A School Break Sets In…Now What?
School breaks are a phenomenal time for your kids to rest, for you to spend some quality time together, and for teachers to recharge – but what happens to the routine and structure your kiddos are used to having at school?
Not to worry! As fall, winter and spring breaks approach throughout the school year, reference this quick resource, broken down according to different age brackets, that we put together to ensure your kids are having fun while sticking to age-appropriate learning activities at the same time. Put on some music, try some of these, and have fun!
Preschool & Elementary Students
When you’re trying to decide how to plan engaging learning activities for your younger learners, consider these activities that will help to strengthen and develop your child’s cognitive and motor skills:
- Utilize tongs to pick up different objects from ice cube trays. You can also freeze them in the ice cube tray and do an experiment watching them melt, writing with them. These can be letters, numbers or other small objects connected to a story or video.
- Practice writing skills with shaving cream, frosting, pudding, finger paints, etc., and have your child write their name, favorite food, holiday and more. If finger isolation is hard for your child, then you can have fun and give them something silly like a carrot to write or draw with.
- Fill up an empty dish soap bottle with water, bring it outside, and have your child “draw” some academic or holiday-related designs on cement or pavement in the sun or snow.
- Have your child build with Legos, blocks, and/or play with tinker toys following a model that you have made. You can make a little video that shows how to make the structure. If your child is great at building with Legos, you can race to see who makes it faster or have them make their own video as they create to show off to everybody.
- Create obstacle courses for your kids that support crawling, rolling and jumping. You can tape some red yarn to a hallway wall and have them go “under” or “over.”
- Tape paper to the underside of a table and have your child lay on their back to color, write and draw connections to a story they read.
- Have your child create on an easel of any kind. If you don’t have an easel, you can even try paper taped to a wall or placed outside.
- Play Simon Says or Mirror, Mirror. If this is new, start teaching this inside the house before moving outside.
- Practice wheelbarrow walking or crab walking – taking an item from one end of a room to another that correlates with a theme, story, holiday, etc.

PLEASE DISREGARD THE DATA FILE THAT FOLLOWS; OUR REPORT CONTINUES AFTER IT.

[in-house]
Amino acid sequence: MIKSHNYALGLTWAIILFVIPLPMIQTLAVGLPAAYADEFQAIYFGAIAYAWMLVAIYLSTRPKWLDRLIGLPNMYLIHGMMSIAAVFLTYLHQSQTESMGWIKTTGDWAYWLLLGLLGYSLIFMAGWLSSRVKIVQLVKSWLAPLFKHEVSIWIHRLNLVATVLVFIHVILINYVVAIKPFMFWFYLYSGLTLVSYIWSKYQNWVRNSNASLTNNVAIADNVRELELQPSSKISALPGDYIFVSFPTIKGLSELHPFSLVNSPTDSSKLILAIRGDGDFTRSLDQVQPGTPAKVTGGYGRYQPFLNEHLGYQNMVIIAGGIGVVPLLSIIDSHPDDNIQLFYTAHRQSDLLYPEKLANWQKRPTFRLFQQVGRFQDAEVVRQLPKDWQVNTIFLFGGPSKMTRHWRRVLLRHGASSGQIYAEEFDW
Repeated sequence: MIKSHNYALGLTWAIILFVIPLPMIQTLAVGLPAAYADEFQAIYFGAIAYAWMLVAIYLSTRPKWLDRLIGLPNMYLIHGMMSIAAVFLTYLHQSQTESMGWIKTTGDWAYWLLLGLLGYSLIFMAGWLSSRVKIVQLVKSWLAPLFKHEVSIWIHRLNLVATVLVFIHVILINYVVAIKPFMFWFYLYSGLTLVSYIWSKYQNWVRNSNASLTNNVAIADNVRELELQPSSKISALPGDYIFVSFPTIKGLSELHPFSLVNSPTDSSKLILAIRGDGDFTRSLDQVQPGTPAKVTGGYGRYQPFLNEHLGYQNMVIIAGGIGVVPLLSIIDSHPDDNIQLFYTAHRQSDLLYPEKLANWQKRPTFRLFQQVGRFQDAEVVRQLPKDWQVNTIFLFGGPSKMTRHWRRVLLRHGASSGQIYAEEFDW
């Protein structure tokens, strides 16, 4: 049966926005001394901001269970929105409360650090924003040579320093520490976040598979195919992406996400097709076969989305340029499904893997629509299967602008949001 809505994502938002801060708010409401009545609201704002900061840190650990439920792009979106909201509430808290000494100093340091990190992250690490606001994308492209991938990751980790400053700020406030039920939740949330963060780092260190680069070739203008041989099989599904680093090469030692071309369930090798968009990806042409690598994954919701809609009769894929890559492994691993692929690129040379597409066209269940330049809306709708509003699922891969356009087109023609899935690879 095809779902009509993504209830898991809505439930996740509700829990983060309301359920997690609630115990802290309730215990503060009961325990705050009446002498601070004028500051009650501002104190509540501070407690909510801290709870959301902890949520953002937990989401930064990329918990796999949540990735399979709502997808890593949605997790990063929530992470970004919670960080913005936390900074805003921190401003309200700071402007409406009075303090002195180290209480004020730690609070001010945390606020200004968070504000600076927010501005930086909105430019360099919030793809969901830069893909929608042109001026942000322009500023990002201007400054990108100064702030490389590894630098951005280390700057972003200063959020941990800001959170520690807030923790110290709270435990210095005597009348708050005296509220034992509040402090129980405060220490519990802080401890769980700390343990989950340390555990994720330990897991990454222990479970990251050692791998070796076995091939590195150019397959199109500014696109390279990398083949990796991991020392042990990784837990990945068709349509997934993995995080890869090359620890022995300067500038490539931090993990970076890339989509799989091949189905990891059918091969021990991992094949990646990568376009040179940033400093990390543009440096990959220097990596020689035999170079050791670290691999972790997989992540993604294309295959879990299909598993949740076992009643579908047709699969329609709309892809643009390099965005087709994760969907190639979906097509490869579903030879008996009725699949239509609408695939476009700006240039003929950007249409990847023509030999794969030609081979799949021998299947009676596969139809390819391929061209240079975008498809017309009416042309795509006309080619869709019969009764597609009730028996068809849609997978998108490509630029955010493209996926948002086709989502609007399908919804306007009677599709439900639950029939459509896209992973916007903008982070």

Middle School and High School Students
If you’re looking to plan fun, interactive activities with your older kids while they’re home for a school break, consider a few of the following:
- Have your child play wall ball and try doing it with music. Slower music means moving a little slower, and faster music means moving faster.
- Play “Around the World” basketball to keep your child moving while also touching on some current events, holiday ideas or Social Studies themes.
- Utilize scented markers/pens to create pictures, comics, or stories.
- Look up recipes for your child’s favorite food or snacks. Find three that you think they will like making and you have the ingredients for. You can make a special recipe for your family or extended family members.
- Make a playlist of music that goes with a specific theme/concept/holiday. Let them be the DJ once a week at dinner.
- Together with your child, create a short video based on a theme, concept or holiday.
- Encourage your child to interview another family member to practice listening and conversational skills.
Extended School Year Programs
Suppose your child struggles with regression (loss of learning skills) and recoupment (ability to recover skills within a reasonable time) during longer school breaks, such as summer break. In that case, they may qualify for extended school year (ESY) services.
TeachTown’s enCORE solution is the only standards-based, alternative core-curriculum built on Applied Behavior Analysis (ABA) that provides students with moderate to severe disabilities access to the general education curriculum. ESY Summer Camp is included in the enCORE curriculum and provides lesson plans for four defined themes.
Each lesson plan is theme-based and embedded with evidence-based practices and instructional strategies complete with modifications.
The program isn’t just available to educators and clinicians, but also parents and guardians. Request a demo today to learn more.